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SARS-CoV-2 Vaccination and Immune Thrombocytopenia in de novo and pre-existing ITP patients.
Blood. 2021 Sep 29 [Online ahead of print]Blood

Abstract

Cases of de novo immune thrombocytopenia (ITP) - including a fatality - following SARS-CoV-2 vaccination in previously healthy recipients led to studying its impact in pre-existing ITP. In this study, four data sources were analyzed: the Vaccine Adverse Events Reporting System (VAERS) for cases of de novo ITP; a ten-center retrospective study of adults with pre-existing ITP receiving SARS-CoV-2 vaccination; and surveys distributed by the Platelet Disorder Support Association (PDSA, United States) and the United Kingdom (UK) ITP Support Association. Seventy-seven de novo ITP cases were identified in VAERS, presenting with median platelet count of 3 [1-9] x109/L approximately 1-week post-vaccination. Of 28 patients with available data, 26 responded to treatment with corticosteroids and/or intravenous immunoglobulin (IVIG), and/or platelet transfusions. Among 109 patients with pre-existing ITP who received a SARS-CoV-2 vaccine, 19 experienced an ITP exacerbation (any of: ≥50% decline in platelet count, nadir platelet count <30x109/L with >20% decrease from baseline, and/or use of rescue therapy) following the first dose and 14 of 70 after a second dose. Splenectomized persons and those who received 5 or more prior lines of therapy were at highest risk of ITP exacerbation. Fifteen patients received and responded to rescue treatment. In surveys of both 57 PDSA and 43 UK ITP patients, prior splenectomy was associated with worsened thrombocytopenia. ITP may worsen in pre-existing ITP or be identified de novo post-SARS-CoV2-vaccination; both situations responded well to treatment. Proactive monitoring of patients with known ITP, especially those post-splenectomy and with more refractory disease, is indicated.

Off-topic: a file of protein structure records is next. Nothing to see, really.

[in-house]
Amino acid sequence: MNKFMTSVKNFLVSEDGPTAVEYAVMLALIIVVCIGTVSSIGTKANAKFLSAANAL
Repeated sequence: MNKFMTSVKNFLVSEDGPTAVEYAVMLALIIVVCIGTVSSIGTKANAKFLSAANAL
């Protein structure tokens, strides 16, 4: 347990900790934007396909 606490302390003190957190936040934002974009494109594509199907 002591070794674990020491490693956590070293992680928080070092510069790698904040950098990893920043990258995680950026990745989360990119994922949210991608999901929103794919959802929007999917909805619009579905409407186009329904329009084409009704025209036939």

Authors+Show Affiliations